Kopelman advises that vellus hair usually grows back in around 2-4 weeks. She recommends having the procedure done once a month to maintain results.

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What are the potential side effects of dermaplaning?

At-home dermaplaning kits have become increasingly popular due to their affordability. However, this seemingly easy process comes with hidden dangers.

Dermaplaning requires a high degree of precision. The scalpel must be held at an exact 45-degree angle to avoid damaging your skin. Social media is full of content showcasing injuries and severe skin damage from improper use of dermaplaning techniques.

Even when performed by a professional, dermaplaning can have side effects. The repeated scraping can weaken the skin's natural barrier, leaving it vulnerable to infection and molecules that can harm your skin and even accelerate ageing. It shouldn't used if you have active acne, any skin infections such as impetigo or herpes, or flares of eczema or psoriasis. A professional dermatologist will assess to see if you are safe to have the procedure.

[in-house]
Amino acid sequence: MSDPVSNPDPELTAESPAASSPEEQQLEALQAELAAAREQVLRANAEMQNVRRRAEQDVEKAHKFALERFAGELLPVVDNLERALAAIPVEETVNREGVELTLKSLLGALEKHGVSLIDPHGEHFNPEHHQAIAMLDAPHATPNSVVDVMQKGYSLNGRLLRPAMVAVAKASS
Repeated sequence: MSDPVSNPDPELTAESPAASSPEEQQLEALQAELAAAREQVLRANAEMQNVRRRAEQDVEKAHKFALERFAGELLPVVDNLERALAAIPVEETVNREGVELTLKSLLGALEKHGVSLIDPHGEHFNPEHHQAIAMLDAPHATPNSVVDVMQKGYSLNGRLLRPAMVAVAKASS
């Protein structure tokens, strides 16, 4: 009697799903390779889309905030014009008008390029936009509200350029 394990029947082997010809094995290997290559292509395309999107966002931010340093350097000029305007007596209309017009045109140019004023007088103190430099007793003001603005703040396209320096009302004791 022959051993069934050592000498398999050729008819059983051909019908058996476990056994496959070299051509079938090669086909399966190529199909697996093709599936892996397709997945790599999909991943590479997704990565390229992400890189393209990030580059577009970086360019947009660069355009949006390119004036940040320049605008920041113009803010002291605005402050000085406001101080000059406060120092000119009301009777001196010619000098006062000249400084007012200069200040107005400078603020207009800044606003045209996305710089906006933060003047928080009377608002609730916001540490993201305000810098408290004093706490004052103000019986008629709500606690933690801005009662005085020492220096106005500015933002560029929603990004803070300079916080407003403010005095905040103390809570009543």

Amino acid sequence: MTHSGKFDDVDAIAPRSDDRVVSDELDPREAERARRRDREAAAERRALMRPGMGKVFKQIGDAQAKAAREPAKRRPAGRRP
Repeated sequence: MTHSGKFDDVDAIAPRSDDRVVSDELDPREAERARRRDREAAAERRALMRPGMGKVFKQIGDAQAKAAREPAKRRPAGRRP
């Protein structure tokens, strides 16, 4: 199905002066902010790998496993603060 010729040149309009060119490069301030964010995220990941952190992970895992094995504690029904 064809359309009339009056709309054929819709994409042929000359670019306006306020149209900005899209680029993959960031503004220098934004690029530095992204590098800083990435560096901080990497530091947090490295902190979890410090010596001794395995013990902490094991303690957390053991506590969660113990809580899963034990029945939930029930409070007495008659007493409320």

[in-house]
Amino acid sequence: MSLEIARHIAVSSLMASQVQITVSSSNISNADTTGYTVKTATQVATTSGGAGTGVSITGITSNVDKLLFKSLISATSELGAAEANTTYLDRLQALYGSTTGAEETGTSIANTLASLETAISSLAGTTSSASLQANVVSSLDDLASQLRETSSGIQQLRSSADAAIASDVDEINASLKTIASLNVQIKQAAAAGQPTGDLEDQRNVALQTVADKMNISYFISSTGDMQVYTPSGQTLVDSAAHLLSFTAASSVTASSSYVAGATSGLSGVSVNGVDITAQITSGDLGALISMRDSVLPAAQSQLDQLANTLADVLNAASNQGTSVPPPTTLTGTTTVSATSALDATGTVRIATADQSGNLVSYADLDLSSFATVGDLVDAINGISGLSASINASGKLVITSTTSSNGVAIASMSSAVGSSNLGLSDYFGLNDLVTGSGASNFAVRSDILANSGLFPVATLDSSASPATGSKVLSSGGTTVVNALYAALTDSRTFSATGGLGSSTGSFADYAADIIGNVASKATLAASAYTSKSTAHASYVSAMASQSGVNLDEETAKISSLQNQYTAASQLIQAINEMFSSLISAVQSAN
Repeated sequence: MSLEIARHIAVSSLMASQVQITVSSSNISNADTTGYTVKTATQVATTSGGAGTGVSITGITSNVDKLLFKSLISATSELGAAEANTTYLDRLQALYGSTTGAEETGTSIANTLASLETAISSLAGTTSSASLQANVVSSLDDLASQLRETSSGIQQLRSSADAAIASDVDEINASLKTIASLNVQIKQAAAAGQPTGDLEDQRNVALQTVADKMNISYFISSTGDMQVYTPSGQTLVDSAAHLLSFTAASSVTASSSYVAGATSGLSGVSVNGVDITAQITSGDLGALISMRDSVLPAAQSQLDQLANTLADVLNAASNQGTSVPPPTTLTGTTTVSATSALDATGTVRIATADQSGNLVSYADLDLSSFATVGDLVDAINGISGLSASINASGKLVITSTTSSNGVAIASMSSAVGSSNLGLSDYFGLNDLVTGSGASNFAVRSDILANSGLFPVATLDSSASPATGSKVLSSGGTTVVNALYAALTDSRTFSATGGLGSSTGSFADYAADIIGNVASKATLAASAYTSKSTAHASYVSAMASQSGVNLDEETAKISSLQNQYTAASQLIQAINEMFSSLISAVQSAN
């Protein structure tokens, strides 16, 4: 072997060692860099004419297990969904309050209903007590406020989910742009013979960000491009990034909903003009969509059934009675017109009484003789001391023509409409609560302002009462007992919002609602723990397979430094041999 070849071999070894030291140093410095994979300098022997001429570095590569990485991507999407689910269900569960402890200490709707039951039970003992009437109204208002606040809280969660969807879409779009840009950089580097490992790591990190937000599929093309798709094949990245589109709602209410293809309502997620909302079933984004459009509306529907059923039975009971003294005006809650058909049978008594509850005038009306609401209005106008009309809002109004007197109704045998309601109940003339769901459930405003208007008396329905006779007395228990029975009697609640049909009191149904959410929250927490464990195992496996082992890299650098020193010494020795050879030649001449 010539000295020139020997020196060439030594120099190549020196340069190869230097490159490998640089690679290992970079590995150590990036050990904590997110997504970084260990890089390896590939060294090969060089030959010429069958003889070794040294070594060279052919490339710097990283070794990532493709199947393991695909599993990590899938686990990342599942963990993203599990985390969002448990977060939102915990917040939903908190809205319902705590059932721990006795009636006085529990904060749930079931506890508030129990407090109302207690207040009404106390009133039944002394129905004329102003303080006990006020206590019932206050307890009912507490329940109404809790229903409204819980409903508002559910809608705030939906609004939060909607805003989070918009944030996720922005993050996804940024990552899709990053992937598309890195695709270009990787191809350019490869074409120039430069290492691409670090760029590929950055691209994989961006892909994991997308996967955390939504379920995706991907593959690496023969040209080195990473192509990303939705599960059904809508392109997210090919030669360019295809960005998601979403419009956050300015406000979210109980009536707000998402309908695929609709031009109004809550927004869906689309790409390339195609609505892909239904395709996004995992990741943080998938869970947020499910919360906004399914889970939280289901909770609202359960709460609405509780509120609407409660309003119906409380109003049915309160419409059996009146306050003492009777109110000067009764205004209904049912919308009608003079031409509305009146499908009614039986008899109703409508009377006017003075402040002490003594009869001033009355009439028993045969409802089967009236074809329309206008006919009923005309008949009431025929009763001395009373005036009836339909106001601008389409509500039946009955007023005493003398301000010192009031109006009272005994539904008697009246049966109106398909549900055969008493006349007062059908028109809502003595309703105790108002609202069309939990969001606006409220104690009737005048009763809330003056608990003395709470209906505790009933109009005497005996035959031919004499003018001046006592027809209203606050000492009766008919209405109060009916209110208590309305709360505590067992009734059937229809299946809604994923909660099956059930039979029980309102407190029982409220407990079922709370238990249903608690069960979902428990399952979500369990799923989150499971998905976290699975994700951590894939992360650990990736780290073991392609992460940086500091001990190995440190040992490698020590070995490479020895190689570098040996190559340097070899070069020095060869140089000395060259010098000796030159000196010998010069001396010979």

Kopelman adds: "Dermaplaning is generally safe when performed by a trained professional. However - like any cosmetic procedure - there can be potential downsides. These include minor cuts or abrasions, redness, and - in rare cases - infection. For this reason, it's important to have the procedure done by a qualified dermatologist or aesthetician."

There is a rare chance of scarring but again, going to a qualified professional will lower this chance.

What to expect after dermaplaning

While dermaplaning may be regarded as a less-invasive procedure, it's important to remember it involves exfoliating the skin. There may be some temporary skin irritation or redness for a few hours afterwards - especially if you have sensitive skin. This effect varies from person to person.

Kopelman explains your skin might also be more sensitive to sun exposure. Be sure to apply sunscreen with SPF 30 or higher following dermaplaning.

"You'll notice that your skin is smoother, and skin care products may penetrate more effectively," she says. "However, it's important to follow the post-care instructions provided by your dermatologist."

Where can you get the dermaplaning procedure done?

For safe and effective dermaplaning, it's important to seek treatment from a licensed dermatologist or a trained aesthetician with experience. Do your research thoroughly. You can also seek advice from friends, family or a doctor for recommendations.

Kopelman warns to avoid dermaplaning at home, as this may lead to cuts, infections and other complications. Make sure the professional you choose uses sterile equipment and practices proper hygiene.

While dermaplaning can seem appealing, consider the potential drawbacks before proceeding with the treatment. Consulting a dermatologist is always recommended to safeguard the health of your skin.

Article history

The information on this page is peer reviewed by qualified clinicians.